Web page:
Welcome to my zone 9a habitat garden near Houston, Texas.

Saturday, September 24, 2011

Score another one for front-yard vegetable gardening!

It was the same old story we've read and heard about several times this summer but with a slightly different twist.  Adam Guerrero, a high school math teacher in Memphis, used his front yard to grow vegetables.  But he didn't stop there. He had beehives in the backyard.  He had a set-up for producing biodiesel and for making soap in his garage.  He was working on having a self-sustaining and self-sufficient food growing operation on his small urban lot.  Not only that but he was using the garden and the other operations as a way of teaching some of his students. After all, a concept of math is essential to gardening as it is to many activities in life, so what better way to learn than through the practical application of math principles?

Everything was going swimmingly and then someone complained.

It turns out that in Memphis, and perhaps other places as well, all it takes is one complaint for a person's yard to be labeled a "neighborhood nuisance" and the owner receives a citation from the city and has to defend himself.  In Guerrero's case, he was cited for failing to maintain his yard in a clean and sanitary condition free from rubbish or garbage.  When the complaint became public and local journalists went out to take a look, they failed to find any rubbish or garbage.  All they found was a neat, well-groomed vegetable garden.  Growing in the front-yard.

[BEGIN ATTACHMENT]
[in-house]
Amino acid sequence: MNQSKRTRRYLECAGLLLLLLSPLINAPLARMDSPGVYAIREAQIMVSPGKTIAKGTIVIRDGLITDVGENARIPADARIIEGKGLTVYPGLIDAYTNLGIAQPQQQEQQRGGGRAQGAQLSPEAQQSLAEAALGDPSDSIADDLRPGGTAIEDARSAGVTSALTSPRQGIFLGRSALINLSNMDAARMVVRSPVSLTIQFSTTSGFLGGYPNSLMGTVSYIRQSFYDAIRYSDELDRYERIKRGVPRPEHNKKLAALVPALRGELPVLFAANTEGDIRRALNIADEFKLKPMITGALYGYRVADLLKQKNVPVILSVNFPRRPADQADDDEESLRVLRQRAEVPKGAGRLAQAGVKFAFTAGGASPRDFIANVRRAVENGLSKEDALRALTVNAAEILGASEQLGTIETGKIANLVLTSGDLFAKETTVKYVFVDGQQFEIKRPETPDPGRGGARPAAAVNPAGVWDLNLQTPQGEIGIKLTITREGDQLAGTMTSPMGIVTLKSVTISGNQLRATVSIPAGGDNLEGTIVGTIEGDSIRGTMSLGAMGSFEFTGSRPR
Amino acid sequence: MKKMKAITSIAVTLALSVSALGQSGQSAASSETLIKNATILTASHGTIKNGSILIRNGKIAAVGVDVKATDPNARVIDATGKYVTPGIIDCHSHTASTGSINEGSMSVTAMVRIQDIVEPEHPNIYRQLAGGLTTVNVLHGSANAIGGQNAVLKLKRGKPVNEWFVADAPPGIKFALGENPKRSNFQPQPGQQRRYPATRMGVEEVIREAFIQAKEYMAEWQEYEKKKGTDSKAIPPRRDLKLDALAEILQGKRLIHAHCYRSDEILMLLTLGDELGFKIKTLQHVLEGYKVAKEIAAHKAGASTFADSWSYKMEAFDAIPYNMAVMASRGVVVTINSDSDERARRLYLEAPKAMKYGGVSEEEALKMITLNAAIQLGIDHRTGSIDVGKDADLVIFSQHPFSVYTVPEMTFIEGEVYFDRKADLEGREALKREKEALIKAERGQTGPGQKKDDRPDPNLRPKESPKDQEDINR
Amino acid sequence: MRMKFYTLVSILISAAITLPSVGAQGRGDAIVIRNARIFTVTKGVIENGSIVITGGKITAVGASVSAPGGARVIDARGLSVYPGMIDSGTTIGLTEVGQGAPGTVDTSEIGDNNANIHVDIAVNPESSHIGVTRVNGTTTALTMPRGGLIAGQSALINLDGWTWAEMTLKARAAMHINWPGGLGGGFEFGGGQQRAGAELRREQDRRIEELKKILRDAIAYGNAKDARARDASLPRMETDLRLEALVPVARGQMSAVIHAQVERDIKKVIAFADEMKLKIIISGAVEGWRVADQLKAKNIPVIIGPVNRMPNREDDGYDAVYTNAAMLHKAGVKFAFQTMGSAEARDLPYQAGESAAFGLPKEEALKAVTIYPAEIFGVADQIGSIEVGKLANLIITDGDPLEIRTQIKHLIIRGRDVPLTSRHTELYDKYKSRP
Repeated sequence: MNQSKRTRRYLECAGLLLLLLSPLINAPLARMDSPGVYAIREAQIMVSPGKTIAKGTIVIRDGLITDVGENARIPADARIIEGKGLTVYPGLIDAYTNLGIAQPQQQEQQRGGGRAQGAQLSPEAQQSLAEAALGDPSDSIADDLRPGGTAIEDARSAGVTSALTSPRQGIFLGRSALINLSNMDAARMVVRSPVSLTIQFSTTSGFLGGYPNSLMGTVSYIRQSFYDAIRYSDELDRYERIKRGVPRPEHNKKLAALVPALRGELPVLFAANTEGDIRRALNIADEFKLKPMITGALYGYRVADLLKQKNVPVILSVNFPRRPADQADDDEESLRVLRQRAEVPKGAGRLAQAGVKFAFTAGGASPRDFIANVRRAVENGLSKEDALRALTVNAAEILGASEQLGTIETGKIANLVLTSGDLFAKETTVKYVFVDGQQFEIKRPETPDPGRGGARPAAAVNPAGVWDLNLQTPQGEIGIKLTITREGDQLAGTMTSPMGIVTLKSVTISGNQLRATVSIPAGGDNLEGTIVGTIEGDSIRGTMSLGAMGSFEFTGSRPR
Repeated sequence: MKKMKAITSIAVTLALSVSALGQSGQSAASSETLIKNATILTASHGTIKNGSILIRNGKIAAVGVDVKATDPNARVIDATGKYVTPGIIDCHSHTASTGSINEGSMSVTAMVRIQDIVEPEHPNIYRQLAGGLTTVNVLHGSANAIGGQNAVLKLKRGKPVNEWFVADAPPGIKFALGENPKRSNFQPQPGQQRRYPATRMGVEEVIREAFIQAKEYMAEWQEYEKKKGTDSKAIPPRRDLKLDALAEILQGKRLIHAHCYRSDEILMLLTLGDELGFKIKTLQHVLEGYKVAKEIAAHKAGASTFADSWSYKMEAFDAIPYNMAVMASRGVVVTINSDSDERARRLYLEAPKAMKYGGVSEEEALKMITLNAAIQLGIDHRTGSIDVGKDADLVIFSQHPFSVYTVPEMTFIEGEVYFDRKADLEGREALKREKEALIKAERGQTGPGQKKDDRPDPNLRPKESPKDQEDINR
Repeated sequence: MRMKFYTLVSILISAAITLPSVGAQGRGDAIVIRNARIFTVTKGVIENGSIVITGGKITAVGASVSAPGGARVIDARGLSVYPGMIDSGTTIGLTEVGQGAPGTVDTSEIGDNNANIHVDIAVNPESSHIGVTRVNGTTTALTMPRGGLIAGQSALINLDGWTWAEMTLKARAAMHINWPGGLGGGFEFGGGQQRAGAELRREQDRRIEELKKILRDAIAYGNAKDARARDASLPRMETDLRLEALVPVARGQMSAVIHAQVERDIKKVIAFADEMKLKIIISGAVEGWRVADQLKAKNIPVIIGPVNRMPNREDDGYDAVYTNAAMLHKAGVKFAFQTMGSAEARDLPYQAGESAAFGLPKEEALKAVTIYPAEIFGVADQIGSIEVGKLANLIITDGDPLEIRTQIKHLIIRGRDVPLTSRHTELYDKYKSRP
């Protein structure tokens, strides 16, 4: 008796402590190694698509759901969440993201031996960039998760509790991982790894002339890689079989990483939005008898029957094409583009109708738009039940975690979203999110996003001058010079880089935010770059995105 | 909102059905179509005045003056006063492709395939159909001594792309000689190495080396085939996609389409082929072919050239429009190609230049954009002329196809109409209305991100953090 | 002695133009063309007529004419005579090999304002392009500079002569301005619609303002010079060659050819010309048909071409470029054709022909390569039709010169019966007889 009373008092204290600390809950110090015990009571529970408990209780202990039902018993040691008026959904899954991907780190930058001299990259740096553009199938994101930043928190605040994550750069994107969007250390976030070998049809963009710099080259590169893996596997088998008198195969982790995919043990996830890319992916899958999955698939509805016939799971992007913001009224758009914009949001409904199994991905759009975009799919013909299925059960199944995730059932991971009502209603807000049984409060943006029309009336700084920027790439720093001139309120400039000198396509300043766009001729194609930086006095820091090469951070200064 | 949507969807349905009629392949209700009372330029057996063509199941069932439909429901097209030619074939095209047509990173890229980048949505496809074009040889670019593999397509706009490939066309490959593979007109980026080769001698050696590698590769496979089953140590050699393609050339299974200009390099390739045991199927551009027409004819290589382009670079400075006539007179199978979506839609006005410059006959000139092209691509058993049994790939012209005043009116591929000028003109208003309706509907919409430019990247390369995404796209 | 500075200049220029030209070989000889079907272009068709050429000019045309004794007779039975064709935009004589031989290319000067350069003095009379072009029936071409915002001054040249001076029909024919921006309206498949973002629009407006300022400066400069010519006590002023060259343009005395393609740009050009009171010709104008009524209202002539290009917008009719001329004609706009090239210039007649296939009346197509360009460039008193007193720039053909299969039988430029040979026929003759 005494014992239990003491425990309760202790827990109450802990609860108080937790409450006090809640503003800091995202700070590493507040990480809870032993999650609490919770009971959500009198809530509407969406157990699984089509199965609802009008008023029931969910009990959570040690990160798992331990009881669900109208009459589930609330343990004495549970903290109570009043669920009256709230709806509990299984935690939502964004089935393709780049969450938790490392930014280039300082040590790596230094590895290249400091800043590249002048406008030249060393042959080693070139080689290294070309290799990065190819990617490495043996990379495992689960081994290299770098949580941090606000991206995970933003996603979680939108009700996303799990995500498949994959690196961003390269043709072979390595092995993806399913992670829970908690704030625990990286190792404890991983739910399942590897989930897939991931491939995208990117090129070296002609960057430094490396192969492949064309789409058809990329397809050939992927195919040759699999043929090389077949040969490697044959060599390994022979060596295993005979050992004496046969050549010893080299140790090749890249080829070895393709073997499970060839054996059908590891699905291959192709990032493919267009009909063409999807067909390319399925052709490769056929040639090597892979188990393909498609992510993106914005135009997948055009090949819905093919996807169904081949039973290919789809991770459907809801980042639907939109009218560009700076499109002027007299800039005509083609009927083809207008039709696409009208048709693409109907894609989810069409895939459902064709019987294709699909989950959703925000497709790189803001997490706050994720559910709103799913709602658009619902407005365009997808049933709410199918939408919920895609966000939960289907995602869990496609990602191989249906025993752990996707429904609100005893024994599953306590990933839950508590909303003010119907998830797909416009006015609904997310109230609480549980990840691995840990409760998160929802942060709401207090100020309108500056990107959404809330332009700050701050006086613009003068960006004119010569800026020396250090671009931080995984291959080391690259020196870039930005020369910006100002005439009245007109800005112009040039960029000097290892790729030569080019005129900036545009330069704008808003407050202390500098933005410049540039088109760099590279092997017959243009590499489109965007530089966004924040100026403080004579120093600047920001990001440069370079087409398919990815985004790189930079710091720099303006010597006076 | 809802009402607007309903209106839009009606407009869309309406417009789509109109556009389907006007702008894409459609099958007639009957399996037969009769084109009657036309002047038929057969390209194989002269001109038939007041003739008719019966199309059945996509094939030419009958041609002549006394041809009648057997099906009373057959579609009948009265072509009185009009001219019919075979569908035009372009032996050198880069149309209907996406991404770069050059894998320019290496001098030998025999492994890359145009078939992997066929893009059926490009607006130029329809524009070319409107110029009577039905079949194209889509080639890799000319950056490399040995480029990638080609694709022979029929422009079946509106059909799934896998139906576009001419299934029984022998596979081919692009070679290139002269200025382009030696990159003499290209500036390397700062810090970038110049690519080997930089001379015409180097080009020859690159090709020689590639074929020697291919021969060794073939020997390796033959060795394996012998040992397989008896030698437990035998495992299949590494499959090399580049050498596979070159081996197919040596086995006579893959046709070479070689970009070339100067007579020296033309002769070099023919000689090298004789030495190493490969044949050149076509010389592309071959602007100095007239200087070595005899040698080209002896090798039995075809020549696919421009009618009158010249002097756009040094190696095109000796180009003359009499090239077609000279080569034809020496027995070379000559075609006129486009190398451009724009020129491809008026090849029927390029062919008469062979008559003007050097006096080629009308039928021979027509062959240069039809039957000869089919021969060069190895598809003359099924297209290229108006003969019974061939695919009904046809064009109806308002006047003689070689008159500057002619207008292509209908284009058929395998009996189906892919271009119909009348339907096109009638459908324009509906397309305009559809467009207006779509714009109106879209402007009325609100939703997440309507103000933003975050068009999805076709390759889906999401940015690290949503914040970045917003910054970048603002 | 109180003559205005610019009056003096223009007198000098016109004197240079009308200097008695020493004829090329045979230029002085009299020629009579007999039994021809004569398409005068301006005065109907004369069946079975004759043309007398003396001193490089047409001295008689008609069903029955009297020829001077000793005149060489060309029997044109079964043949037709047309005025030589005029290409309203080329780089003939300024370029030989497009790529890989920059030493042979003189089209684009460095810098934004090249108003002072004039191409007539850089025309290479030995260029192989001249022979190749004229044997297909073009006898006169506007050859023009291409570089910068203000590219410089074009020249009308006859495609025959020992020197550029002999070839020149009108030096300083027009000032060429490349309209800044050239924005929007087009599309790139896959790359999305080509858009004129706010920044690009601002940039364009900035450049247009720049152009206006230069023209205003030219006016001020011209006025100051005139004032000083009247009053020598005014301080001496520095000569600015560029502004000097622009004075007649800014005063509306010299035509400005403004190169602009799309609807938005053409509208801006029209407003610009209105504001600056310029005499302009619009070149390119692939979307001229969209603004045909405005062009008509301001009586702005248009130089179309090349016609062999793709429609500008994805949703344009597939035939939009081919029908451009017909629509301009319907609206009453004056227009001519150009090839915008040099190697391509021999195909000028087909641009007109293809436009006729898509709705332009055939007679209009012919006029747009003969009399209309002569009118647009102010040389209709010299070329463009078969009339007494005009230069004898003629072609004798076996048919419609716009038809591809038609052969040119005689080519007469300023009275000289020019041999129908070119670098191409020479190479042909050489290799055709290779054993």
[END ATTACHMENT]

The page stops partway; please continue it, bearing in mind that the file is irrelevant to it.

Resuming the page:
Kitchen Gardens International took up Mr. Guerrero's cause and publicized it. They generated petitions and thousands of emails, letters and phone calls to the Memphis City Council on Guerrero's behalf and yesterday the whole brouhaha ended happily.  The authorities found that there was no basis for the complaint and ended up offering to help Mr. Guerrero find space to start a community garden where others in the area can begin to grow their own food.

And so another blow was struck for the freedom of homeowners to be able to use their front-yards to grow food to help sustain themselves and their families.  What could be more basic and more commonsense than that?


  1. Plantwoman,
    I looked up some other posts on Guerrero's garden and it dose appear to be debris free. I can't say that my garden is at this time though.

    I live in the city and I have to use those garden bags that are expensive and rip so easily. I find the bags impossible to use for the amount of debris that I have.

    My question is, does a compost pile attract rats?

  2. I have not found that my compost attracts rats, NBG, but I guess it would depend on the area and also what you are putting on the compost. I'd be interested to hear others' experiences on this issue.